American Will Wilcox knows how to make the most of a sponsor’s exemption.
The 24-year-old from Alabama sunk a 15-foot birdie putt on the 72nd hole Sunday to edge fellow American Brady Stockton and win the Canadian Tour’s $250,000 Dakota Dunes Casino Open in Saskatoon.
Wilcox closed with a six-under 66 to finish at 25-under 263, one shot clear of Stockton. New Zealand’s Josh Geary, who won in Saskatoon in 2008, and Garrett Frank placed third, a distant five shots off the pace.
Californian Cody Slover posted a course record 11-under 61 to vault into fifth with fellow American Wil Collins and Edmonton’s Danny Sahl. Brad Fritsch of Manotick, Ont., (64) and Kris Wasylowich of Lethbridge, Alta., (66) finished ninth at 18-under.
“This is great, just unbelievable,” said Wilcox, who took home $40,000 for the triumph. “This is really going to have a positive impact on my career going forward. Life just changed for me. This is great stuff.”
Both Wilcox and Stockton traded shots down the backstretch at Dakota Dunes and it was beginning to look like last birdie would win, which is exactly how the final moments unfolded.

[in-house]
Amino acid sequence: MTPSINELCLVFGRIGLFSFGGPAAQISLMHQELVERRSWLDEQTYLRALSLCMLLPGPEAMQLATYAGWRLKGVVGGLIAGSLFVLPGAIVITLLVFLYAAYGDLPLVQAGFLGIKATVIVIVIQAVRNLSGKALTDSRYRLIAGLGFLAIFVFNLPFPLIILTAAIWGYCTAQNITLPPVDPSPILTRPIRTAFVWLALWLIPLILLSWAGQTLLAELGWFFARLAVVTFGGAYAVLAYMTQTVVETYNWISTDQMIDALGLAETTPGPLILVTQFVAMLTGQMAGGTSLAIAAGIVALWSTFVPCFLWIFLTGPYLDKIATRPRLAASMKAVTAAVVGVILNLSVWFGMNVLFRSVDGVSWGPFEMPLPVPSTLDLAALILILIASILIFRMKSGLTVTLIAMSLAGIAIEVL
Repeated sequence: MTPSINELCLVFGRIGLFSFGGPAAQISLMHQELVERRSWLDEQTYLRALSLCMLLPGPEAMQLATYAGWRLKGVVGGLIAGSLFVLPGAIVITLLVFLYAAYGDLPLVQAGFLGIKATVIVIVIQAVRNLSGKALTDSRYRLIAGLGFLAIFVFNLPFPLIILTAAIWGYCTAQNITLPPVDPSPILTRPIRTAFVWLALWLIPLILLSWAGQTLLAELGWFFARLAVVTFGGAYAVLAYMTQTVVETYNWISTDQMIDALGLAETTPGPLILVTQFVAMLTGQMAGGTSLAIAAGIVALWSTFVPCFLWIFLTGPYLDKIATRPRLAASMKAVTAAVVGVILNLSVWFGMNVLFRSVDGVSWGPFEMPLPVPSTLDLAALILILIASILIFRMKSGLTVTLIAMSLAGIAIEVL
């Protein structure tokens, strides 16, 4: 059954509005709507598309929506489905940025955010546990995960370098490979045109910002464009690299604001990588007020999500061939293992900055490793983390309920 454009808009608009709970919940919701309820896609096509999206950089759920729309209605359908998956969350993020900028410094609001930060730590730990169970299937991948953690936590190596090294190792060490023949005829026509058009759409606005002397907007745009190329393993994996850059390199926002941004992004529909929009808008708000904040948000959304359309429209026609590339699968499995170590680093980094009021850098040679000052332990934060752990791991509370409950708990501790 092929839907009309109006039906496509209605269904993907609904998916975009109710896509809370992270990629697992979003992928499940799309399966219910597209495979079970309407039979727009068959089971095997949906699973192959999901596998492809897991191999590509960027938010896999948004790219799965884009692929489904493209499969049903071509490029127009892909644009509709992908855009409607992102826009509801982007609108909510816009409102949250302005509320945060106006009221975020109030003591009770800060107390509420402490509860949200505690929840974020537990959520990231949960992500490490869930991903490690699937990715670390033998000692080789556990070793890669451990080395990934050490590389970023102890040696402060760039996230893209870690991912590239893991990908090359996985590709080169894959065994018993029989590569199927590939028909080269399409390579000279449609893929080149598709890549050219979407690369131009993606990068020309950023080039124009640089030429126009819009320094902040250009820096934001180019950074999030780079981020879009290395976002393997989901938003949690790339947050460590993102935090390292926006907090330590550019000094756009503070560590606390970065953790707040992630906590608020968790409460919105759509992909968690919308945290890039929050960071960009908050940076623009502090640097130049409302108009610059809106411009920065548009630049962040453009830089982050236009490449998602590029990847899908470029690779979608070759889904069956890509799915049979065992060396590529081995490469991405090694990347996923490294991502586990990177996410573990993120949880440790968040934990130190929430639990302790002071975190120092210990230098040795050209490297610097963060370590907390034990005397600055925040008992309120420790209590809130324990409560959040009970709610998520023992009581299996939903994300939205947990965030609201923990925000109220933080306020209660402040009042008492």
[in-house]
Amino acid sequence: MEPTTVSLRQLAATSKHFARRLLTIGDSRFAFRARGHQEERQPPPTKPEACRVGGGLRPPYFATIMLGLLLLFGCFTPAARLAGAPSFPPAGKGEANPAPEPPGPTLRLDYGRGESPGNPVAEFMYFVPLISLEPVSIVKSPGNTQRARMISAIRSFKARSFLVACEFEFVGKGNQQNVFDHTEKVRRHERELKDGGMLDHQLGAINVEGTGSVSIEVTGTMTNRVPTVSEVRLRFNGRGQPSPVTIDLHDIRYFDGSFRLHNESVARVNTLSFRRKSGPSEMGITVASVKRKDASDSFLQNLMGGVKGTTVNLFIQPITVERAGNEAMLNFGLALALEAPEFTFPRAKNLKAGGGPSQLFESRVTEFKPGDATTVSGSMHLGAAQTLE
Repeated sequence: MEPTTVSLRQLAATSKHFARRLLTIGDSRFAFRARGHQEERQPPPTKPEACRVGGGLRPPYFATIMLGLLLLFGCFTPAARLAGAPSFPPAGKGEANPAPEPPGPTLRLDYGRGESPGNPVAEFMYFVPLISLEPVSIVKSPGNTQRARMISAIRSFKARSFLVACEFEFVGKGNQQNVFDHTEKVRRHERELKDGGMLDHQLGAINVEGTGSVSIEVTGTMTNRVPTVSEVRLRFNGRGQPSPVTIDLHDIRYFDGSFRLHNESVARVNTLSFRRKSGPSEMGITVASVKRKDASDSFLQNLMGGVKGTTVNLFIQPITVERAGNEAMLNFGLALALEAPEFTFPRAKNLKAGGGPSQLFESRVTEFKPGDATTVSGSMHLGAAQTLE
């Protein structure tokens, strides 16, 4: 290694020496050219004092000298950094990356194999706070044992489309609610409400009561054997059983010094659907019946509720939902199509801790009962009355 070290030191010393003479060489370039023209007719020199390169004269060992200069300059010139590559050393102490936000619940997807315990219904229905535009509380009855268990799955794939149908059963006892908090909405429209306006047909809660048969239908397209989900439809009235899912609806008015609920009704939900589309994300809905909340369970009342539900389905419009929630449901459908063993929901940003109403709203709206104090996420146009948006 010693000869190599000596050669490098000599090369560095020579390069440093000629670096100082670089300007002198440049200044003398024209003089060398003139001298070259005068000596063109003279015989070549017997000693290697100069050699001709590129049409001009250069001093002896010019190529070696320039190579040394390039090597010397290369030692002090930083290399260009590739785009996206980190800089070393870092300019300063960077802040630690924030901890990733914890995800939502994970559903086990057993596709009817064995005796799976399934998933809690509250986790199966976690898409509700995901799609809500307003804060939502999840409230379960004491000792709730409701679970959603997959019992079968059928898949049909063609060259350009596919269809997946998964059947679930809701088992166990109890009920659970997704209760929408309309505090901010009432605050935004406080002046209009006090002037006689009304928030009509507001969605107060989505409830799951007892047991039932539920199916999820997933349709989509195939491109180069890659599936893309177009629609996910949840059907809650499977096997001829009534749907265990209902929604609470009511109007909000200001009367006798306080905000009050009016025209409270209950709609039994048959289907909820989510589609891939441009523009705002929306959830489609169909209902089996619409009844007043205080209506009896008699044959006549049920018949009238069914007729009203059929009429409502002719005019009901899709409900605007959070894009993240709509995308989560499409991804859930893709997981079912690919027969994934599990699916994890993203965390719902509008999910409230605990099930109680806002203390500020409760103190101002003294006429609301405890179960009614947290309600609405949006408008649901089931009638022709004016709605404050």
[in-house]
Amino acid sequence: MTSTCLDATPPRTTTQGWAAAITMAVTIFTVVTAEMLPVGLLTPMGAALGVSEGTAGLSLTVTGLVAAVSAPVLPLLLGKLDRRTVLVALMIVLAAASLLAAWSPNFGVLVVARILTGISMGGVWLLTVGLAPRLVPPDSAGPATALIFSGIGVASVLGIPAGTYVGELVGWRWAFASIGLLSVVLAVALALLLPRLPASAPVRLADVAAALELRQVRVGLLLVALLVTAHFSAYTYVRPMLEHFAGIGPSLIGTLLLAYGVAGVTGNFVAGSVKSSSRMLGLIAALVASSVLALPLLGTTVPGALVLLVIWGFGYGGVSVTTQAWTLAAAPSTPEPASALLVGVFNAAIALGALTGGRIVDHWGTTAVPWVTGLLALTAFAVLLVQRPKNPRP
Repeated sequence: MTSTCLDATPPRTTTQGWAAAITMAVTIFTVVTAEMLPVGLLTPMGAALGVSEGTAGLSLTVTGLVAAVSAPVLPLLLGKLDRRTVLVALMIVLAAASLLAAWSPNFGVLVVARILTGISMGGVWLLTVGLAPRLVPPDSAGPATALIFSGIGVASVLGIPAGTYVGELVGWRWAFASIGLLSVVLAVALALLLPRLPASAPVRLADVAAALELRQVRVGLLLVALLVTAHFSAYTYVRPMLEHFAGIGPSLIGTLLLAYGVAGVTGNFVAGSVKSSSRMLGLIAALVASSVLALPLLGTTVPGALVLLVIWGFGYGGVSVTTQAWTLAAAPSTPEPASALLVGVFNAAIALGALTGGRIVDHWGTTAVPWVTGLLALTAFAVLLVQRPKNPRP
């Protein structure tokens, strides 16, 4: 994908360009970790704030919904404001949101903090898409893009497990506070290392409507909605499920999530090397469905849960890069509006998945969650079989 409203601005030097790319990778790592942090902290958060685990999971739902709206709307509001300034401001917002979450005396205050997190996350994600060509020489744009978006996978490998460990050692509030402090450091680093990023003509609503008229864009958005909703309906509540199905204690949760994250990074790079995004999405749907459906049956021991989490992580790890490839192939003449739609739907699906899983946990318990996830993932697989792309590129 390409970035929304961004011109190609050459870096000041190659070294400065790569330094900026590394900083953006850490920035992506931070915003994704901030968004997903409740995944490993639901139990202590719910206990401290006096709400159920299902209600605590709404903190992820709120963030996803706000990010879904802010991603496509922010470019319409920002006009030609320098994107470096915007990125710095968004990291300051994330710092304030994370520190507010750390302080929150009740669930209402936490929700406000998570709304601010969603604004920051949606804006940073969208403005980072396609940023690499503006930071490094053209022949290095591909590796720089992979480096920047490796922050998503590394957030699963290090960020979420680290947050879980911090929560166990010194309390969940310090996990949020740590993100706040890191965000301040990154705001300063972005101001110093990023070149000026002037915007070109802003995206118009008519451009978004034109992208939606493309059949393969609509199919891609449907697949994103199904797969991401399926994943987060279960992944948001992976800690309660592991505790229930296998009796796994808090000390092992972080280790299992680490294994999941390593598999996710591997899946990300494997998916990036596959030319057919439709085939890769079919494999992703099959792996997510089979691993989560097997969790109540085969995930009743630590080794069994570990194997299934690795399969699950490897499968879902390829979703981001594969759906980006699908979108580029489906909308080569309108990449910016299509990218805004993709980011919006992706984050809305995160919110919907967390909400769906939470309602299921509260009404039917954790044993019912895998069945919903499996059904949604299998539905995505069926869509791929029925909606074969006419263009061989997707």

Stockton birdied 11, 12 and 13 to pull ahead by one, before Wilcox answered with birdies of his own at 13 and 14. Stockton made long putts on 16 and 17 to save par and remain even.
On the par five closing hole, Wilcox hit his second shot into a greenside bunker and blasted out to 15 feet. Seconds after Stockton failed to knock in his 18-foot birdie attempt, Wilcox stepped up and sunk the winner.
“I thought for sure he was going to make that putt on 18,” said Wilcox. “We had quite the battle down the stretch and he seemed to be making everything.”
Wilcox will now have to alter his travel plans for the coming week, although he isn’t complaining. Originally scheduled to compete in a mini-tour event in Texas, he will stay for this week’s $300,000 Players Cup in Winnipeg. He’s now fully exempt on the Canadian Tour through 2012.
“It’s a no-brainer,” said Wilcox. “My decision was all based on how I played today, but now, I don’t even have to think about it. That’s some serious money.
“I’m going to Winnipeg.”